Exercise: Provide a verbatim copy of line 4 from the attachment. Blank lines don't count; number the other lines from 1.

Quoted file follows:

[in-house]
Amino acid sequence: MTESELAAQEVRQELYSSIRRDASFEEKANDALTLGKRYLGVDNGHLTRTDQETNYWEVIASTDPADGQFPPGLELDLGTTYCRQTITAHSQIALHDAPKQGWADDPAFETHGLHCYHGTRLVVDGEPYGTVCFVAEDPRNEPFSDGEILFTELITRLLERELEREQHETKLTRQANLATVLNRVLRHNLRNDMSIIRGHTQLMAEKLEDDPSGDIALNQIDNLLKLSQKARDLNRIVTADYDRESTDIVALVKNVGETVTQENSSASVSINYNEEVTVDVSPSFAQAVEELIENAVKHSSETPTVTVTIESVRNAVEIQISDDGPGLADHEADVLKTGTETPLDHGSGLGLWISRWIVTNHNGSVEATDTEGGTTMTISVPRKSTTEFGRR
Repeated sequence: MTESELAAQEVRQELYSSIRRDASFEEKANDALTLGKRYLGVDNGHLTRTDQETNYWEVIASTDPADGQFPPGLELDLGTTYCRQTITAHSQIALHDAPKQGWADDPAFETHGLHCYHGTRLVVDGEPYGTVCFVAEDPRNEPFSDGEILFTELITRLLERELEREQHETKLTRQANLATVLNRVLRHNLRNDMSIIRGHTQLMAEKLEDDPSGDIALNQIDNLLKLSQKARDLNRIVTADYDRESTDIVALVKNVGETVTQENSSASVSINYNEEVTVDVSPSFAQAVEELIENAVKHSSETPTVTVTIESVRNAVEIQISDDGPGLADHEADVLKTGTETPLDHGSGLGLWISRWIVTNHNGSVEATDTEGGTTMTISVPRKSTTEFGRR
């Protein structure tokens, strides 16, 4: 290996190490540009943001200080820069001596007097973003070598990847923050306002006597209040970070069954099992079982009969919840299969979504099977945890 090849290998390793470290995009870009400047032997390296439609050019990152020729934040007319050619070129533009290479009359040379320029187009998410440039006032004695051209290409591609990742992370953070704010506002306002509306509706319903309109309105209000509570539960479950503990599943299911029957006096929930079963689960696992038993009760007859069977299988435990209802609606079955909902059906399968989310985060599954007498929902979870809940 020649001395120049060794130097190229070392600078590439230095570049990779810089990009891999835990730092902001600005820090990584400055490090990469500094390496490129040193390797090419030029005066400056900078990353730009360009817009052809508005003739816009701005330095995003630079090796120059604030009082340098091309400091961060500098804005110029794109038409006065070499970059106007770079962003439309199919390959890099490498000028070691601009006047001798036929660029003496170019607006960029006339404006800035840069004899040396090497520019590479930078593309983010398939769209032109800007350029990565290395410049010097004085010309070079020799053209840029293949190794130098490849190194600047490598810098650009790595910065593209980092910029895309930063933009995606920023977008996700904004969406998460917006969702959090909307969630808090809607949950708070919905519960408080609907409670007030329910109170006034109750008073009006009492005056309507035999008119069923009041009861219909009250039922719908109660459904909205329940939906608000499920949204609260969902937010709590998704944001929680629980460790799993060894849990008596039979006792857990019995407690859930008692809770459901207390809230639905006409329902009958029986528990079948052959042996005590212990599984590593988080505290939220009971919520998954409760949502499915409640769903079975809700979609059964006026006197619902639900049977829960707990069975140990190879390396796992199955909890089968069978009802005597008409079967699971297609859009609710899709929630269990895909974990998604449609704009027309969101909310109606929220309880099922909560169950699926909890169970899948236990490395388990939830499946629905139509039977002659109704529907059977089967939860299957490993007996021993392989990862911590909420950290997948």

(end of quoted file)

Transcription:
């Protein structure tokens, strides 16, 4: 290996190490540009943001200080820069001596007097973003070598990847923050306002006597209040970070069954099992079982009969919840299969979504099977945890 090849290998390793470290995009870009400047032997390296439609050019990152020729934040007319050619070129533009290479009359040379320029187009998410440039006032004695051209290409591609990742992370953070704010506002306002509306509706319903309109309105209000509570539960479950503990599943299911029957006096929930079963689960696992038993009760007859069977299988435990209802609606079955909902059906399968989310985060599954007498929902979870809940 020649001395120049060794130097190229070392600078590439230095570049990779810089990009891999835990730092902001600005820090990584400055490090990469500094390496490129040193390797090419030029005066400056900078990353730009360009817009052809508005003739816009701005330095995003630079090796120059604030009082340098091309400091961060500098804005110029794109038409006065070499970059106007770079962003439309199919390959890099490498000028070691601009006047001798036929660029003496170019607006960029006339404006800035840069004899040396090497520019590479930078593309983010398939769209032109800007350029990565290395410049010097004085010309070079020799053209840029293949190794130098490849190194600047490598810098650009790595910065593209980092910029895309930063933009995606920023977008996700904004969406998460917006969702959090909307969630808090809607949950708070919905519960408080609907409670007030329910109170006034109750008073009006009492005056309507035999008119069923009041009861219909009250039922719908109660459904909205329940939906608000499920949204609260969902937010709590998704944001929680629980460790799993060894849990008596039979006792857990019995407690859930008692809770459901207390809230639905006409329902009958029986528990079948052959042996005590212990599984590593988080505290939220009971919520998954409760949502499915409640769903079975809700979609059964006026006197619902639900049977829960707990069975140990190879390396796992199955909890089968069978009802005597008409079967699971297609859009609710899709929630269990895909974990998604449609704009027309969101909310109606929220309880099922909560169950699926909890169970899948236990490395388990939830499946629905139509039977002659109704529907059977089967939860299957490993007996021993392989990862911590909420950290997948």